With intrepid confidence these busy thinkers ventured upon the loftiest speculations, raised and answered all sorts of doubts and ran every accepted dogma through a fiery ordeal to show its invulnerable nature. They were the knights of theology, its Godfreys and Tancreds. Philosophy with them was their handmaid,—ancilla,—dialectics their sword and lance.

In a rigid dialectical treatment, the doctrines of Christianity are in danger of losing their freshness and vital power, and of being turned into a theological corpse. This result was avoided in the case of the greatest of the mediaeval theologians by their religious fervor. Anselm, Thomas Aquinas, and Bonaventura were men of warm piety and, like Augustine, they combined with the metaphysical element a mystical element, with the temper of speculation the habit of meditation and prayer.

He is far from the truth who imagines the mediaeval speculations to be mere spectacular balloonings, feats of intellectual acrobatism. They were, on the contrary, serious studies pursued with a solemn purpose. The Schoolmen were moved with a profound sense of the presence of God and the sacrifice of the cross, and such treatments as the ethical portions of Thomas Aquinas’ writings show deep interest in the sphere of human conduct. For this reason, as well as for the reason that they stand for the theological literature of more than two centuries, these writings live, and no doubt will continue to live.13131313    1. Milman, Hist. of Lat. Christianity, VIII. 257, is certainly unjust when he says: "With all their search into the unfathomable, the Schoolmen have fathomed nothing; with all their vast logical apparatus, they have proved nothing to the satisfaction of the inquisitive mind." One has only to think of the ontological argument of Anselm and the cosmological arguments of Thomas Aquinas and the statements wrought out on the satisfaction of Christ to feel that the statement is not true.

Following Augustine, the Schoolmen started with the principle that faith precedes knowledge—fides praecedit intellectum. Or, as Anselm also put it, "I believe that I may understand; I do not understand that I may believe" credo ut intelligam, non intelligo ut credam. They quoted as proof text, Isa. 7:9. "If ye will not believe, surely ye shall not be established." Abaelard was an exception, and reversed the order, making knowledge precede faith; but all arrived at the same result. Revelation and reason, faith and science, theology and philosophy agree, for they proceed from the one God who cannot contradict himself.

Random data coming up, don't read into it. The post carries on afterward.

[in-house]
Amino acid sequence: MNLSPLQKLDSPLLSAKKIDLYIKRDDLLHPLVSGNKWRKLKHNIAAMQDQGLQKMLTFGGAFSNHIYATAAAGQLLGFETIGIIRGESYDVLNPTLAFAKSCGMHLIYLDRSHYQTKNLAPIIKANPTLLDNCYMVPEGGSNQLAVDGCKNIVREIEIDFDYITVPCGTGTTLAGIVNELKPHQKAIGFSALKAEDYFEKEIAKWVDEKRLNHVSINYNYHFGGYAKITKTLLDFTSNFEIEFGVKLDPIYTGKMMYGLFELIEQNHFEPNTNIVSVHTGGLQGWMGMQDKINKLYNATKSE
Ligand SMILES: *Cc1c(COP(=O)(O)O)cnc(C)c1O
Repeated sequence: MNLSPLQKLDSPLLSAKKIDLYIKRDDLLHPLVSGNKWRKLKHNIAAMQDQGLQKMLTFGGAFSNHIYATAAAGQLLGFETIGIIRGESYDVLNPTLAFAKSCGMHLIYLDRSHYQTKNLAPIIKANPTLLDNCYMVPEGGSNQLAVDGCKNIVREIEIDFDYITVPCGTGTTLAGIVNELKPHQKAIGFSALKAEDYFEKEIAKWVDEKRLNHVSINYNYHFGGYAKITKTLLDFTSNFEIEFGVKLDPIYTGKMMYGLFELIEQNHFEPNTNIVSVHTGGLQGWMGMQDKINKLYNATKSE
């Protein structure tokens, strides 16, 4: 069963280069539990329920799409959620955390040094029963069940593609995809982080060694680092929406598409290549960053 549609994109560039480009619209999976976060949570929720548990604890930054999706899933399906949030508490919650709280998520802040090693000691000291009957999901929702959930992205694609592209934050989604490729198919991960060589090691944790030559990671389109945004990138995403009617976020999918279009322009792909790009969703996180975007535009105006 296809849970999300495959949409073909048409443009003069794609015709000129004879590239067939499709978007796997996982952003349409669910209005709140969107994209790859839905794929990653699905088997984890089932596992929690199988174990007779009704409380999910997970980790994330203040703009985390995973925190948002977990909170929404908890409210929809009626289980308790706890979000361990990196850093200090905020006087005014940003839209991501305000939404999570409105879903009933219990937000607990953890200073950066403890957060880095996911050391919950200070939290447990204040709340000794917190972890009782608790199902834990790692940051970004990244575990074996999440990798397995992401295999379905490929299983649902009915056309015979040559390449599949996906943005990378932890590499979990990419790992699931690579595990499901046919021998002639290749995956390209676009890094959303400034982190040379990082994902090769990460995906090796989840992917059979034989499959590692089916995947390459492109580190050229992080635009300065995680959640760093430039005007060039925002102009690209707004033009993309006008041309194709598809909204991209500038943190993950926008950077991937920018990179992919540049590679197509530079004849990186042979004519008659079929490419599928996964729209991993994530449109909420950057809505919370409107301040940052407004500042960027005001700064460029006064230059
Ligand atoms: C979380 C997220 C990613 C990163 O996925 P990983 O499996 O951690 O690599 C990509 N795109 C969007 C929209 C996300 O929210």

In addition to the interest which attaches to Scholasticism as a distinct body of intellectual effort, is its importance as the ruling theology in the Roman Catholic Church to this day. Such dogmas as the treatment of heresy, the supremacy of the Church over the State, the immaculate conception, and the seven sacraments, as stated by the Schoolmen, are still binding, or at any rate, they have not been formally renounced. Leo XIII. bore fresh witness to this when, in his encyclical of Aug. 4, 1879, he pronounced the theology of Thomas Aquinas the standard of Catholic orthodoxy, and the safest guide of Christian philosophy in the battle of faith with the scepticism of the nineteenth century.

The Scholastic systems, like all the distinctive institutions and movements of the Middle Ages, were on an imposing scale. The industry of their authors cannot fail to excite amazement. Statement follows statement with tedious but consequential necessity and precision until chapter is added to chapter and tome is piled upon tome, and the subject has been looked at in every possible aspect and been exhausted. Duns Scotus produced thirteen folio volumes, and perhaps died when he was only thirty-four. The volumes of Albertus Magnus are still more extensive. These theological systems are justly compared with the institution of the mediaeval papacy, and the creations of Gothic architecture, imposing, massive, and strongly buttressed. The papacy subjected all kingdoms to its divine authority. Architecture made all materials and known mechanical arts tributary to worship. The Schoolmen used all the forces of logic and philosophy to vindicate the orthodox system of theology, but they used much wood and straw in their constructions, as the sounder exegesis and more scriptural theology of the Reformers and these later days have shown.